Birds

Red-tailed Black Cockatoo

The forest red-tailed black cockatoo (Calyptorhynchus banksii naso) are endemic to the southwest of Western Australia. Their status is currently listed as vulnerable as a result of habitat loss, fire, illegal shooting, and bees.
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Forest Red-tailed Black Cockatoo

(Calyptorhynchus banksii naso)

Range and Habitat

Calyptorhynchus banksii naso is a resident species in Western Australia’s southwest corner. Their association with the habitat of Marri, Jarrah and Karri forests gives them their common name of the forest red-tailed black cockatoo.

They range from north of Perth in the Gingin area, south through the outer metro region and hills area of Perth, and south to Augusta and Albany. Populations spread east to Mount Helena, Christmas Tree Well, North Bannister, Mt Saddleback, Rocky Gully and the upper King River.

Over recent years they have moved further into the metro region, taking advantage of food and water opportunities provided by nature reserves and remnant bushland areas like Jirdarup Bushlands in the Kensington area, very close to inner city areas of Perth itself. They also frequently visit dams and water troughs on rural properties on the outskirts of Perth close to forest areas.

Conservation Threats

Currently listed as Vulnerable, the Forest red-tailed black cockatoo range has reduced by 30% in the past 60 years or more. The ongoing clearing of their forest habitat, resulting in a loss of food sources and available nesting hollows, has continued to cause a decline in their numbers. Other contributing factors include illegal shootings by orchardists, collisions with motor vehicles, and losing nest sites to feral bees and native ducks.

Bushfires can also destroy their habitat and hollows, impacting their reproduction. The average age of trees large enough to develop a nesting hollow is over 200 years old. Despite its conservation status, old growth forest with available nesting hollows continues to be logged. As a result, trialling of artificial nests has begun.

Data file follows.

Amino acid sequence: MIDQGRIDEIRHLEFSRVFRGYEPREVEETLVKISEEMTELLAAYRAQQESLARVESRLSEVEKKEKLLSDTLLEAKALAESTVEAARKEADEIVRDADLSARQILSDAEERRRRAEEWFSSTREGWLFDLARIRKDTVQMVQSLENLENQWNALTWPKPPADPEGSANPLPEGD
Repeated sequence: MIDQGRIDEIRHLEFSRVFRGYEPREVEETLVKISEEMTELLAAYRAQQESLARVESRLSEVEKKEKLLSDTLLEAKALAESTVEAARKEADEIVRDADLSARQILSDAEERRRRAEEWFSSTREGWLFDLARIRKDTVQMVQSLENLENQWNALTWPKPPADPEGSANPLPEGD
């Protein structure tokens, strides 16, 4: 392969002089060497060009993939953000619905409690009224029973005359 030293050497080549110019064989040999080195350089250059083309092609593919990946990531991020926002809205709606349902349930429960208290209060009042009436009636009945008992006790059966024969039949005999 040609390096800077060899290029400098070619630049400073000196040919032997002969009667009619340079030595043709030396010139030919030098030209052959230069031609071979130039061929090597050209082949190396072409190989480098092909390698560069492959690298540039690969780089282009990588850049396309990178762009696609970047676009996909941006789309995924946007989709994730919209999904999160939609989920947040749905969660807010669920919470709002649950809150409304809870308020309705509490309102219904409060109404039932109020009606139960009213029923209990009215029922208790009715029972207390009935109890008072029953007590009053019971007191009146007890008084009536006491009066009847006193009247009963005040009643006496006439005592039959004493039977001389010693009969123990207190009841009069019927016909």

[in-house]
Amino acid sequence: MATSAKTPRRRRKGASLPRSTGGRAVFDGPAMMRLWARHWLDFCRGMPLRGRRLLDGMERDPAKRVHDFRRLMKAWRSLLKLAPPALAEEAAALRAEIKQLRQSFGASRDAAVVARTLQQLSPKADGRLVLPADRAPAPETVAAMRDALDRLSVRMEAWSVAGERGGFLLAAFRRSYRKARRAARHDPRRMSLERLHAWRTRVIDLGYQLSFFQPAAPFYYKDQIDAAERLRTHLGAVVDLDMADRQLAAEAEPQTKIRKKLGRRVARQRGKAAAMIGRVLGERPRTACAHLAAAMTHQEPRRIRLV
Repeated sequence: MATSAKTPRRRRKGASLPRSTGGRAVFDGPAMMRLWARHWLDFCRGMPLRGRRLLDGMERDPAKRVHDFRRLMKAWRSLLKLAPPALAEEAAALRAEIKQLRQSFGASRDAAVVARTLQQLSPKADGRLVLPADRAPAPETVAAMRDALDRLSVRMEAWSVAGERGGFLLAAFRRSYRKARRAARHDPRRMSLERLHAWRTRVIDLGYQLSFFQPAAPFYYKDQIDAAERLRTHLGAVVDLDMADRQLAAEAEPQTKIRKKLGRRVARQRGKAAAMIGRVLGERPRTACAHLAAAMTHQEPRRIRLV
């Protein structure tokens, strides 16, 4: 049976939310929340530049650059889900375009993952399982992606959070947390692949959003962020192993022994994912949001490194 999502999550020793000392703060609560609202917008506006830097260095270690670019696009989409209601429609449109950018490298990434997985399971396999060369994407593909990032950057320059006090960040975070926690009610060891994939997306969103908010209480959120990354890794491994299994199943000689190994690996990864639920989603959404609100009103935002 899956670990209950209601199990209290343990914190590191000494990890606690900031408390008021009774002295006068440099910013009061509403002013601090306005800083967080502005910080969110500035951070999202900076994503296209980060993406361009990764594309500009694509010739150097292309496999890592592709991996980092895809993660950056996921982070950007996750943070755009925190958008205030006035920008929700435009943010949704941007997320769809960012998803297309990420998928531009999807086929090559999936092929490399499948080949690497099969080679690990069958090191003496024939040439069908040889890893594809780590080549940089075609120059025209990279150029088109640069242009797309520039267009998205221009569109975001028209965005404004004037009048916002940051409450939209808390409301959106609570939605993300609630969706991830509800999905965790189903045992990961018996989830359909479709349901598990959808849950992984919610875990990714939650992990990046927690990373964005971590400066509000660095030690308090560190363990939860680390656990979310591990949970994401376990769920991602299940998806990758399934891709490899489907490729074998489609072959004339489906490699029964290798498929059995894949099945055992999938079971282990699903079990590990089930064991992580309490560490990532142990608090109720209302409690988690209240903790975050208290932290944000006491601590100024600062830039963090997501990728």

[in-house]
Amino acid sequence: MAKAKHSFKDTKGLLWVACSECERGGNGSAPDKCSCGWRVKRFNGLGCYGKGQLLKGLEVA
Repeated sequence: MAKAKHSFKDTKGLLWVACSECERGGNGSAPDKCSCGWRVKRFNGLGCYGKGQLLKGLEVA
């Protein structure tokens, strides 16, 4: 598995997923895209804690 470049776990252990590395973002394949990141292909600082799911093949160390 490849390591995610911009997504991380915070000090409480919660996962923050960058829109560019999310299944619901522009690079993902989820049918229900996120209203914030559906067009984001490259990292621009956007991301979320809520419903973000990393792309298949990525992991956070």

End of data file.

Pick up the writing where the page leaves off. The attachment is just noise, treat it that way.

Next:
Behaviour

The species forms loose flocks of up to 50 birds consisting of smaller family groups numbering up to 10, in some ways like a community. Pairs mate for life and often venture less than 20km from their nesting hollows. As a sedentary species, the destruction of nest sites is very damaging.

They are highly vocal, calling to each other constantly while feeding and flying. Amongst a variety of loud, harsh calls is their distinctive ‘karrak’ sound which is the origin of their Noongar aboriginal name ‘Karrak’.

Breeding

Pairs lay one egg, rarely two, and raise only one chick. The female incubates and broods the hatchling while the male provides food to the female until the chick is large enough for the hen to leave the nest for periods and search for food. Chicks are born after 29–31 days, covered with long soft yellow down.

Description

Forest red-tailed black cockatoos are solidly built with a more prominent, broader mandible than other sub-species in Western Australia. The size of their mandible is the origin of their scientific name, ‘naso’. In addition, they have a full, rounded crest giving them the appearance of having a large head.

Males are glossy black, more gunmetal grey than the other sub-species of the Calyptorhynchus genus. They have a broad band of solid red in their tail feathers, visible when flying and during their courtship display. The beak is dark grey, and the eyes are black.

The female is black with pale yellow spots on the head, crest and wing coverts, and the tail has narrow red and yellow-orange stripes. Chest feathers also have orange-yellow barring. Their tail feathers spread when flying and landing, producing an impressive display. The female beak is greyish-white.

Juveniles are variable in markings resembling adult females, but the mandible is often dark, and the spots and chest barring are often darker gold and irregular. Young males begin the lose their spots and stripes in their second year and replace the striped tail feathers with solid red ones. They will have a full red tail by the time they are four years of age.

Lifespan

Approximately 25 to 50 years in the wild, potentially longer in captivity.

Red-tailed black cockatoo tail feathers. Mature male on top, female below.

Adult male tail feather (top) and adult female tail feather (bottom).

Forest red-tailed black cockatoos visiting the Jirdarup Bushlands watering station.

Scientific Name: Calyptorhynchus banksii naso

Family: Cacatuidae (Cockatoos)

Distribution: Southwest Western Australia

Size: 53-55cm  Average weight 600 – 610gm

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